Over the last decades sectarianism has become one of the main aspects of politics and society in the Middle East and beyond. Sectarianism may be defined as the process through which forms of ethnic or religious identity are politicized. Sectarian identifications within the Gulf States have had an impact on modern politics in the region, with visible repercussions felt within both the domestic and international spheres.
In all the six Gulf Cooperation Council states (GCC), that is, the Kingdom of Saudi Arabia, the Sultanate of Oman, and the States of Kuwait, Bahrain, Qatar and the United Arab Emirates, the Shia are a political minority. In Bahraini the Shia demographic majority is kept out of the most powerful institutional positions as well as sensitive sectors of the administration, which are held by members of the Sunni ruling dynasty. According to International Relations theory a zero sum game prevails between the Sunni and Shia in the Gulf States, and in this zero sum game the Shia are the overall losers. However, the Shia has a lot of influence in key strategic areas, including in the Gulf, Iraq, and the Levant.
According to the rentier state theory, the influence of oil rents on state-society relationships cannot dismissed. The First Law of Petropolitics by Thomas Friedman further posits that price of oil and the pace of freedom always move in opposite directions in oil-rich petrolist states. In connection to this, the ruling families in the Gulf states relations with imperial powers is seen to have led to the adoption and adaptation of modern capitalist state and marginalized sectarian tribal demands. Most rulers in the Gulf States seek to maximize their own share by rewarding a finite category of citizens whose support is sufficient to keep them in power, while the remaining population is disproportionately excluded from the private rentier benefits of citizenship.
Furthermore, the rise of sectarian politics in the Gulf is due to the longstanding problems of governance and elite manipulation of Sunni-Shia identities by the gulf monarchy. Sectarianism has led to a situation of entrenched Sunni elites and calculated attempts by regimes to discredit Shia political actors as proxies for Iran, Iraq, or Lebanese Hezbollah and Yemen Houti rebels. The location of the Persian Gulf has also given the region a significant economic and strategic position giving rise to ethnic conflict or tension with its neighboring countries. The discovery of massive oil deposits in the 1930s has led to geopolitical rivalry between Saudi Arabia and Iran for dominance of the Muslim world. Iranian support for Houthi expansion in Yemen threatens the borders of Saudi Arabia, Oman and the other GCC states especially that the geographically strategic Strait of Hormuz is close to Iran, and the Bab el-Mandeb strait that has all but fallen under Houthi control. Iran is accused of highlighting sectarian differences in and around the GCC states, relentlessly attempting to exacerbate tensions between different communities. To this end, Iran is said to have given refuge to some terrorist groups such as al-Qaeda’s and took groups such as Lebanon’s Hezbollah, Bahrain’s al-Wefaq and the Houthis in Yemen under its wing, effectively placing the GCC countries in between sectarian politics and affecting their security.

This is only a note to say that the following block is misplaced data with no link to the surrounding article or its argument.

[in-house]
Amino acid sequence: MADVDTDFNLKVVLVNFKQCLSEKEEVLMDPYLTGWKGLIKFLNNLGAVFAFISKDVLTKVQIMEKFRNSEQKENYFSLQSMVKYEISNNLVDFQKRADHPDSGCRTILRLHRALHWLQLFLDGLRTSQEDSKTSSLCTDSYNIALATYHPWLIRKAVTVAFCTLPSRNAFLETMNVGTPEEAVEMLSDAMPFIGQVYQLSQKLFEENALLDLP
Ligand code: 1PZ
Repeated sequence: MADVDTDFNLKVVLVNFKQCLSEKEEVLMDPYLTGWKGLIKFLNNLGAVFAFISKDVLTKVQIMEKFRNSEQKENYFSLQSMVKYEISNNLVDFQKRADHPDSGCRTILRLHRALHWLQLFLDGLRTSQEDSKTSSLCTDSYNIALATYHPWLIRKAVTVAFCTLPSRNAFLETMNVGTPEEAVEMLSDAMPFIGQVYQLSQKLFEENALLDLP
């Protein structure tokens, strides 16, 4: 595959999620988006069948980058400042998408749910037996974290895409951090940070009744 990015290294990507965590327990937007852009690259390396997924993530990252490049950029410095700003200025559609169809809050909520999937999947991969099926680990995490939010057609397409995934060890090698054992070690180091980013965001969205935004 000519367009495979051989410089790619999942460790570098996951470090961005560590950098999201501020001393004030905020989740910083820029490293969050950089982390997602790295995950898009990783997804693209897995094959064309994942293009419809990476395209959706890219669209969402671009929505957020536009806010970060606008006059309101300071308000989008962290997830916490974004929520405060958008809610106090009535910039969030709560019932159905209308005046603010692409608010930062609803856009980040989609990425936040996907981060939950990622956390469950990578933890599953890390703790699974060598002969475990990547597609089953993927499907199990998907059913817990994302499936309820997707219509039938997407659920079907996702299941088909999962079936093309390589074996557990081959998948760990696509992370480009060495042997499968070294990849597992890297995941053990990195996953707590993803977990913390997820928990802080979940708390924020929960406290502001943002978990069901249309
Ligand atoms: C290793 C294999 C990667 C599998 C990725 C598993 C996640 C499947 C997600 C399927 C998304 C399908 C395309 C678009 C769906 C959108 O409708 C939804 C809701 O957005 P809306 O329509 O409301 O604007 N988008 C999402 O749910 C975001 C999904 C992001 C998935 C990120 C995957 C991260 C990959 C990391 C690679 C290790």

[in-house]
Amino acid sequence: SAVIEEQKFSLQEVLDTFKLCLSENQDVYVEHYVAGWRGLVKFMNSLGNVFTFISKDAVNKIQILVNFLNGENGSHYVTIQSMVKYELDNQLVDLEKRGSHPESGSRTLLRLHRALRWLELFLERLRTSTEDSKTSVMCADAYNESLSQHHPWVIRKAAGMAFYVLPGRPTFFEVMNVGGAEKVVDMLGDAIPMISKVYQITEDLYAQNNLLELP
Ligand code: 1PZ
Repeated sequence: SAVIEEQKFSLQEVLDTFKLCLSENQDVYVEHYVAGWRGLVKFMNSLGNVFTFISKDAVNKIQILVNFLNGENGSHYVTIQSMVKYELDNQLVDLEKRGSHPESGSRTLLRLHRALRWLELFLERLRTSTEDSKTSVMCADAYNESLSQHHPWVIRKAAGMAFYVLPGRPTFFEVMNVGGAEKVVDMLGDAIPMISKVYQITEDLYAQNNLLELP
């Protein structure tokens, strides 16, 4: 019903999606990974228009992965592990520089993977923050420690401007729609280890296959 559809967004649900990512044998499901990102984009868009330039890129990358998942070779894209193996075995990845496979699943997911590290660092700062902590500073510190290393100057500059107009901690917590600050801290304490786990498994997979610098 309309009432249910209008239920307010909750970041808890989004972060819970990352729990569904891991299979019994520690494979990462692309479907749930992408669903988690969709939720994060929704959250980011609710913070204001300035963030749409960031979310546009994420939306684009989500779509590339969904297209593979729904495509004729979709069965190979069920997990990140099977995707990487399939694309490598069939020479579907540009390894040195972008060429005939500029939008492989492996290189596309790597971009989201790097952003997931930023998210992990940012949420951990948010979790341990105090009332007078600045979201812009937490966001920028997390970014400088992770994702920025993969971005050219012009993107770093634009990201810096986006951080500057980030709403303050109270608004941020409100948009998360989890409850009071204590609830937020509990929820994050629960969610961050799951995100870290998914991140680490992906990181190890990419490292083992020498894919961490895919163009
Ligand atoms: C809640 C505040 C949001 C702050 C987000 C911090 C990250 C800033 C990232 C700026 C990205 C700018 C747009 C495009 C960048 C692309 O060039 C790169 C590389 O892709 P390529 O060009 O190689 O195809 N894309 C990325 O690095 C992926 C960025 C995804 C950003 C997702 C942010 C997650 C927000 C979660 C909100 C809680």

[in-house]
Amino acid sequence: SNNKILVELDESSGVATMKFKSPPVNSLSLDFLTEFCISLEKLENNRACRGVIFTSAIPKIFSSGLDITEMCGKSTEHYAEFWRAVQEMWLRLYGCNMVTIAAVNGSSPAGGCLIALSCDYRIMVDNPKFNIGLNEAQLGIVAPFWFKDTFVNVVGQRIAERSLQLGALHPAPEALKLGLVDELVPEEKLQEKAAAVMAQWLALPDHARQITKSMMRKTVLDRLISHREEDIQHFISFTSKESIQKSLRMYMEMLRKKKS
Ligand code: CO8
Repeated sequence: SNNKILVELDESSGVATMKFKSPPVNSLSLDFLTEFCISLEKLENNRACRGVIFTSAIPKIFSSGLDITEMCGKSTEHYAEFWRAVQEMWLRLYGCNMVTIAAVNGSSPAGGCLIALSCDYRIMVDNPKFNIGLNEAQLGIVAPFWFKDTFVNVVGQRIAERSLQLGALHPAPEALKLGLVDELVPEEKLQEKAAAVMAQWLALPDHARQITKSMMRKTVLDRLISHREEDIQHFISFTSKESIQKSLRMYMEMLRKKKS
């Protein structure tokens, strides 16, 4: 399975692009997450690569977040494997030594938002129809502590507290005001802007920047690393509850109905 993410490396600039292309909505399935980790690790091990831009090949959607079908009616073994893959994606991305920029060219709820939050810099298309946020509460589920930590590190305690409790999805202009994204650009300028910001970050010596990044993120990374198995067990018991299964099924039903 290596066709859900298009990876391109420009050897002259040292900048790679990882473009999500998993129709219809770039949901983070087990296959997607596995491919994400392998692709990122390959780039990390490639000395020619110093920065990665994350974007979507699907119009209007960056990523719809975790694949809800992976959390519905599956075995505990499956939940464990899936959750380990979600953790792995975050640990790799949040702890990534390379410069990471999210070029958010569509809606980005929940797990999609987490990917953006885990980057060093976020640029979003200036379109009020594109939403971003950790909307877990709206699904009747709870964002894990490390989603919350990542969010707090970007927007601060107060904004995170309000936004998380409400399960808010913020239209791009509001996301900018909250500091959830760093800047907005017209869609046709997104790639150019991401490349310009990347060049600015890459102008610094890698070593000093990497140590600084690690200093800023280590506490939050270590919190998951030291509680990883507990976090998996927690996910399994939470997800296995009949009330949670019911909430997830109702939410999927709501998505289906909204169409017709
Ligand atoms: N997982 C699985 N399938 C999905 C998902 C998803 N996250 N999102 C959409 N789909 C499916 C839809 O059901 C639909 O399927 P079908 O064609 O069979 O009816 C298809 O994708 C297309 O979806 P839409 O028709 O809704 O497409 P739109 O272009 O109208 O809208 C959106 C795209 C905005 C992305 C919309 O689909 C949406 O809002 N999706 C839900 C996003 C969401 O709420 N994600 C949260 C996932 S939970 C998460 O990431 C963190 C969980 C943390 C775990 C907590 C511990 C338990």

Furthermore, the repercussions of the September 2001 terrorist attacks in America (9/11), and the 2011 Arab Spring, have led to several strands of Salafism (returning to the true meanings and purposes of the faith as practiced by the Salaf (the early Muslim companions of the Prophet Muhammad) emerging, the most important of which are political Salafism and Salafist jihadism as well as the emergence of the Islamic State which is the result of the explosive mix between Salafist jihadism and sectarianism. This could therefore, potentially disrupt national security in the GCC. Salafism has been strong in Saudi Arabia, particularly among the ruling elite.
Moreover, despite the Gulf States success in containing and deterring domestic terrorism, fears remain that the ideas and actions of terrorist groups in Syria, Iraq and Yemen might spill over into the GCC countries. This is of particular concern given the considerable number of GCC nationals who have reportedly joined these groups, including among the higher ranks of command and control. Furthermore, the Houthis’ claim that Mecca in Saudi Arabia is within their northern border worsens the situation. Additionally, the 2011 uprisings in Bahrain is one recent locus that has brought the dynamics of sectarian politics where it is reportedly stated that the uprisings were backed by Iranian movement of Shia aimed to disenfranchise Sunnis.
Lastly, the “sectarianization” of the Syrian conflict due to Syrian President Bashar al-Assad’s policies and the intervention of outside actors like the Gulf Arab states and Iran has rippled across the Gulf. The sectarian dimension of Salafi-jihadism’s appeal is well-established in Saudi Arabia, Bahrain, and Kuwait. It is evident in the flow of jihadists and funding to Syria from the Gulf countries and in the exhortations of anti-Shiite clerics urging support for Syria’s Salafi rebels. Gulf funding and volunteers in the Syria conflict are creating new strains of Al Qaeda-ism that could eventually threaten Gulf regimes and America’s interests.
In conclusion, sectarianism and terrorism might not seem to pose any immediate danger to the security of the GCC, however, the chances of sectarianism gaining ground depends on foreign support for sectarian movements in and around the Arabian Gulf. Building a nation-state is therefore important by making all citizens equal in terms of their rights and duties, rather than allowing certain sects or tribe to have more privileges than others .
Map of Gulf States: https://www.flickr.com/photos/11304375@N07/2327740463/in/photolist-